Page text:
To help research underwater flora and fauna without harming corals and marine habitats, a team of engineers from the University of California, San Diego has developed a new robot octopus. It is mainly based on soft materials, like the same acrylic polymer. At the same time, some parts of its structure are rigid and have been manufactured using 3D printing technology.
The researchers spotted the mechanism of underwater movement of living octopuses and adapted it in their robot. The compact machine uses water and elastic energy to move. First, the octopus robot contracts, drawing a small amount of water into its soft body, and then abruptly expands, releasing the collected water using elastic energy. The water nozzle can change its angle, so the robot can swim in almost any direction.
“We have essentially recreated all the key features that octopuses use to move quickly underwater.”– commented Michael Tolley, professor in the Department of Mechanics and Aerospace Engineering and lead author of the development.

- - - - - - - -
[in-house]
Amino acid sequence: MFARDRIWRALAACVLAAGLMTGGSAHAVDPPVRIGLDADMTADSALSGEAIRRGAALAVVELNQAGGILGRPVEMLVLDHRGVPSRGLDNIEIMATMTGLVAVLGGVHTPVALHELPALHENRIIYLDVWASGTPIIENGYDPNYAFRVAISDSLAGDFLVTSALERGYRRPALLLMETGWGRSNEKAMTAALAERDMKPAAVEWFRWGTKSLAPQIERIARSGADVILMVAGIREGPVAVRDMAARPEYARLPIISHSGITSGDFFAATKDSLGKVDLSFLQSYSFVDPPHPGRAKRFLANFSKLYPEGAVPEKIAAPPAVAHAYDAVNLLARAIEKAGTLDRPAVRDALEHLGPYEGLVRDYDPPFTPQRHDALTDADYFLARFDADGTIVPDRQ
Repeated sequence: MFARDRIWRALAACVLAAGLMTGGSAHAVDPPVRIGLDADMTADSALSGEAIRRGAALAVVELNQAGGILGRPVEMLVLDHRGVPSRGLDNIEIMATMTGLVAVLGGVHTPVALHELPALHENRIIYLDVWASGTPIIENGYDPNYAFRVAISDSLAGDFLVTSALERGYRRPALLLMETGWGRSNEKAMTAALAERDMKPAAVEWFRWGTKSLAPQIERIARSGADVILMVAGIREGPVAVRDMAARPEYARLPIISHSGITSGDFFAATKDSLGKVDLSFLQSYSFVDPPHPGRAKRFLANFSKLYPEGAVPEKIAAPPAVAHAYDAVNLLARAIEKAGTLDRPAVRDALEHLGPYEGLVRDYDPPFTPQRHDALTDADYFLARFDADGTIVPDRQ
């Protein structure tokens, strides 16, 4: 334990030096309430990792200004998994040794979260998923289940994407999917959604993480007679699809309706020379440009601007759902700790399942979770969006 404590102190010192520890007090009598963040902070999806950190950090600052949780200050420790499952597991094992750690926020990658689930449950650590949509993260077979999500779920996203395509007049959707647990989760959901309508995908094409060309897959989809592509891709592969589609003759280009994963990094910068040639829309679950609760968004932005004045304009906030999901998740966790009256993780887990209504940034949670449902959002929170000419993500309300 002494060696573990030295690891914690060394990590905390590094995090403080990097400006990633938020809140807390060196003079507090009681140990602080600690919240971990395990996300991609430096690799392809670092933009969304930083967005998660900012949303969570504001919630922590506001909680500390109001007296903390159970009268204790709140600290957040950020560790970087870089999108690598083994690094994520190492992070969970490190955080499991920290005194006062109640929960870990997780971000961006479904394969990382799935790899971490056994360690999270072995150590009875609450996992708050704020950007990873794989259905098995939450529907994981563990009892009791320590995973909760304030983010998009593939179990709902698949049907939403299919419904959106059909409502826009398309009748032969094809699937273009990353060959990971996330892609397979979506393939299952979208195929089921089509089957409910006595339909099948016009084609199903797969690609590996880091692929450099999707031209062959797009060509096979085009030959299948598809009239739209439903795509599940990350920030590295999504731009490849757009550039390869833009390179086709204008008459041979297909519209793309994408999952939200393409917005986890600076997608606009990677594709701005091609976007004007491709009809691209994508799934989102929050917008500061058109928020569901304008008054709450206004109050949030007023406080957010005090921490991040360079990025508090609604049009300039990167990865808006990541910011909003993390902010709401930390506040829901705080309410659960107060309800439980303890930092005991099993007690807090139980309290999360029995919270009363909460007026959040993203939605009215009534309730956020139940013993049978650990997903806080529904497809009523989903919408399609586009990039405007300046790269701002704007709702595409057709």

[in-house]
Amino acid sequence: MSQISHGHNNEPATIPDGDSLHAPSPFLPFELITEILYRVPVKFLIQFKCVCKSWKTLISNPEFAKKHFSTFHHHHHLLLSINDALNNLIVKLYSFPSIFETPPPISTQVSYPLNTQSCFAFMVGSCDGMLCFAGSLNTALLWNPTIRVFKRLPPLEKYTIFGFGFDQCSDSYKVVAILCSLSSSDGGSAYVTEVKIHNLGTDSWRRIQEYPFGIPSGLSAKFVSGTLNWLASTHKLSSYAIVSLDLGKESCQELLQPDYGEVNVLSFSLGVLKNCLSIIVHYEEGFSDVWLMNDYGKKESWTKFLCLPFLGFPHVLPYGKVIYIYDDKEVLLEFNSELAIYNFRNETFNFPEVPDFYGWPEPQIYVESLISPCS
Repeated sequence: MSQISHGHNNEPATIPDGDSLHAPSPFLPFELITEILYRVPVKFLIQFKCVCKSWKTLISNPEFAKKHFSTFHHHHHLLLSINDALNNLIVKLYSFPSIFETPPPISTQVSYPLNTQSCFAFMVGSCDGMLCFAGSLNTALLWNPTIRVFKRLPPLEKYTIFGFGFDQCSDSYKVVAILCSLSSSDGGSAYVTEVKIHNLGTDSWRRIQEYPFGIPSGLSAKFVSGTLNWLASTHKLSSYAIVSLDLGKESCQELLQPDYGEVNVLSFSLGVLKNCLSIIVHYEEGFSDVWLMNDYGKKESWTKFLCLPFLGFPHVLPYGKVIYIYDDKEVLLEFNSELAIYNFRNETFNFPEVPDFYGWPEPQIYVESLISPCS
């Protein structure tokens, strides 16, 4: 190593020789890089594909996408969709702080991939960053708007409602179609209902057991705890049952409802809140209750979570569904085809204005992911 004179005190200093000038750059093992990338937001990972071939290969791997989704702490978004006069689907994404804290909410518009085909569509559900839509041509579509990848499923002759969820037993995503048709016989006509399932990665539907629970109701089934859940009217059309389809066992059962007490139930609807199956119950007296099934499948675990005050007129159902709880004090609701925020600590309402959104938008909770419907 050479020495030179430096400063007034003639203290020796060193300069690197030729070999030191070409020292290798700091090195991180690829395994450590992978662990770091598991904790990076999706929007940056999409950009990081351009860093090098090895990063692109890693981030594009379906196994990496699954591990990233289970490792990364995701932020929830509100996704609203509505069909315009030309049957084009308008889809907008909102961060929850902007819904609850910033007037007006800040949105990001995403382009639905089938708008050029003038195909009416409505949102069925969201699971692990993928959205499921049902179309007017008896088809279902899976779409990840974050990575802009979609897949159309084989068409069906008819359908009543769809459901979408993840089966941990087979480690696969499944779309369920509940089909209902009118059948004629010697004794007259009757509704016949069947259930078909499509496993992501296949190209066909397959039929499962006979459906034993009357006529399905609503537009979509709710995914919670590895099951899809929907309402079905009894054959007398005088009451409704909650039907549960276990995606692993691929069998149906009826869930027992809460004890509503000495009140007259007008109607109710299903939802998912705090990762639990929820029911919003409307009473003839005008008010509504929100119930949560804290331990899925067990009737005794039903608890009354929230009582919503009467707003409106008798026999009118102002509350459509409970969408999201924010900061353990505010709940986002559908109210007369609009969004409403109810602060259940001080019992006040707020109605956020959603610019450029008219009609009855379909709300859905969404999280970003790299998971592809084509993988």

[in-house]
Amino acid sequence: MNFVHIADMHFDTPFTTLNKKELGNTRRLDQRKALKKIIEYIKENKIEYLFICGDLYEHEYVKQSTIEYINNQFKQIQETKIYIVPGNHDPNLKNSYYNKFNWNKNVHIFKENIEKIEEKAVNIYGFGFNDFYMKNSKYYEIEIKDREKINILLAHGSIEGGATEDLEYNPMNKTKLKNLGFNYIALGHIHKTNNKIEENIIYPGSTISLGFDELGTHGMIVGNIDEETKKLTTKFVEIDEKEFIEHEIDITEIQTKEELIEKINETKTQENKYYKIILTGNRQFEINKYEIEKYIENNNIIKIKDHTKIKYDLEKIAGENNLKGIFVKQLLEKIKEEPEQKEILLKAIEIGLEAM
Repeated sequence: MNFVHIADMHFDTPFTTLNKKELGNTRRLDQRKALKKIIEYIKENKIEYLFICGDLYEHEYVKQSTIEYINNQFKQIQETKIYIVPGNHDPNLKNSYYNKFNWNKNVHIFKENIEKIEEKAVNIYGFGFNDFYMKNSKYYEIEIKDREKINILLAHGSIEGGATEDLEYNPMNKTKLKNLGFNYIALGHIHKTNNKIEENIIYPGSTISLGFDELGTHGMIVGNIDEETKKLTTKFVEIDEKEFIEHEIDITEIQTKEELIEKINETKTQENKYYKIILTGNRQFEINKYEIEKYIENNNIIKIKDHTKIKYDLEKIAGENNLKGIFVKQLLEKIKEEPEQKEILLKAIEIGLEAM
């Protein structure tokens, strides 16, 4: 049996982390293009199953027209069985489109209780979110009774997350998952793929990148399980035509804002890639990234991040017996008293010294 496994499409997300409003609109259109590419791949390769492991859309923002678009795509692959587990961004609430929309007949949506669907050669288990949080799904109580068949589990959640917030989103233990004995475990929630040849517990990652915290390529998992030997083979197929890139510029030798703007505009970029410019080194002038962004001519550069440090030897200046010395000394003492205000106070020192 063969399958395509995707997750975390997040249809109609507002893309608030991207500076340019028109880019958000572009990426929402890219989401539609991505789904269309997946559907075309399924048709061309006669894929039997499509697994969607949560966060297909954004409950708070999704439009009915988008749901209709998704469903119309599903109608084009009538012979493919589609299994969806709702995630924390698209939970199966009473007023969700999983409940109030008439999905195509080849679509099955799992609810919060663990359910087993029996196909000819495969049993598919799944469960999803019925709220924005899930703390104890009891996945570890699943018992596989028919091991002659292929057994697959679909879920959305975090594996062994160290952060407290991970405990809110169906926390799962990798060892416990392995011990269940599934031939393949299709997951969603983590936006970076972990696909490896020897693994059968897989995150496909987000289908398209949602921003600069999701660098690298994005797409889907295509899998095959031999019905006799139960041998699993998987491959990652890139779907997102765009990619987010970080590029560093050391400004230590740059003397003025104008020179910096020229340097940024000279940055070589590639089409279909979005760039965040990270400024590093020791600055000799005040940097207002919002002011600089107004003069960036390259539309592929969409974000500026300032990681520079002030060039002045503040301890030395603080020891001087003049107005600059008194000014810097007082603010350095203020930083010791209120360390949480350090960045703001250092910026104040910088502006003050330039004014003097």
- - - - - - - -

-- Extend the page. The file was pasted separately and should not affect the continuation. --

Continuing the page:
According to the developer, this is the first autonomous underwater robot capable of producing reactive impulses using water, which allows it to move like an octopus. In this case, the machine creates impulses directly with the help of its elastic body, which generally increases its efficiency.
Experts also note that the maximum movement speed of the compact octopus robot is about 800 meters per hour. This figure is much higher than the capabilities that most other soft robots demonstrate for a similar field of use. The octopus robot also has a waterproof compartment in which you can install a camera or some kind of research sensor for collecting scientific information.
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